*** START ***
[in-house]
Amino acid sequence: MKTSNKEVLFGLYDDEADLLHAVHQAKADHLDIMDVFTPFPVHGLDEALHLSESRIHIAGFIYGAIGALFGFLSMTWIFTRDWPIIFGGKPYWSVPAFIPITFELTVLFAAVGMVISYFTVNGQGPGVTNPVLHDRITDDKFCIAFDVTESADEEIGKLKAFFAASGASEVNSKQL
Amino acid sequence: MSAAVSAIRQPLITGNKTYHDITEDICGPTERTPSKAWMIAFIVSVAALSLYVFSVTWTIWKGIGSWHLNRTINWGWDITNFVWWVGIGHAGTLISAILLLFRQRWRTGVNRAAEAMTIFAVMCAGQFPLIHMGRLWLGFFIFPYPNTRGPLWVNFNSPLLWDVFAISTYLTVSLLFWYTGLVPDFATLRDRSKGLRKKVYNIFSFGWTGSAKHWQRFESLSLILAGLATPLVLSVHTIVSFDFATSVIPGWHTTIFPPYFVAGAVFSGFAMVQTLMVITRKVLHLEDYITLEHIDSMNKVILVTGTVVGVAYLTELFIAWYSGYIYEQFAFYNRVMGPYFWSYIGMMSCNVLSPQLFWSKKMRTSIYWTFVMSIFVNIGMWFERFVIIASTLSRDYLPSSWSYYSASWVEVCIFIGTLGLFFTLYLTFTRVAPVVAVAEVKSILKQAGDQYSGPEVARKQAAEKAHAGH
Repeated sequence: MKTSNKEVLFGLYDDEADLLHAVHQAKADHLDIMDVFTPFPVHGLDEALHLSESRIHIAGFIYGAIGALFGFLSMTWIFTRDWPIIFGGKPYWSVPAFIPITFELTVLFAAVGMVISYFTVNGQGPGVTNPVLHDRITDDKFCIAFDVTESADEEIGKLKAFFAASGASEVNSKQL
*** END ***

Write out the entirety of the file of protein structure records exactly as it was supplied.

[in-house]
Amino acid sequence: MKTSNKEVLFGLYDDEADLLHAVHQAKADHLDIMDVFTPFPVHGLDEALHLSESRIHIAGFIYGAIGALFGFLSMTWIFTRDWPIIFGGKPYWSVPAFIPITFELTVLFAAVGMVISYFTVNGQGPGVTNPVLHDRITDDKFCIAFDVTESADEEIGKLKAFFAASGASEVNSKQL
Amino acid sequence: MSAAVSAIRQPLITGNKTYHDITEDICGPTERTPSKAWMIAFIVSVAALSLYVFSVTWTIWKGIGSWHLNRTINWGWDITNFVWWVGIGHAGTLISAILLLFRQRWRTGVNRAAEAMTIFAVMCAGQFPLIHMGRLWLGFFIFPYPNTRGPLWVNFNSPLLWDVFAISTYLTVSLLFWYTGLVPDFATLRDRSKGLRKKVYNIFSFGWTGSAKHWQRFESLSLILAGLATPLVLSVHTIVSFDFATSVIPGWHTTIFPPYFVAGAVFSGFAMVQTLMVITRKVLHLEDYITLEHIDSMNKVILVTGTVVGVAYLTELFIAWYSGYIYEQFAFYNRVMGPYFWSYIGMMSCNVLSPQLFWSKKMRTSIYWTFVMSIFVNIGMWFERFVIIASTLSRDYLPSSWSYYSASWVEVCIFIGTLGLFFTLYLTFTRVAPVVAVAEVKSILKQAGDQYSGPEVARKQAAEKAHAGH
Repeated sequence: MKTSNKEVLFGLYDDEADLLHAVHQAKADHLDIMDVFTPFPVHGLDEALHLSESRIHIAGFIYGAIGALFGFLSMTWIFTRDWPIIFGGKPYWSVPAFIPITFELTVLFAAVGMVISYFTVNGQGPGVTNPVLHDRITDDKFCIAFDVTESADEEIGKLKAFFAASGASEVNSKQL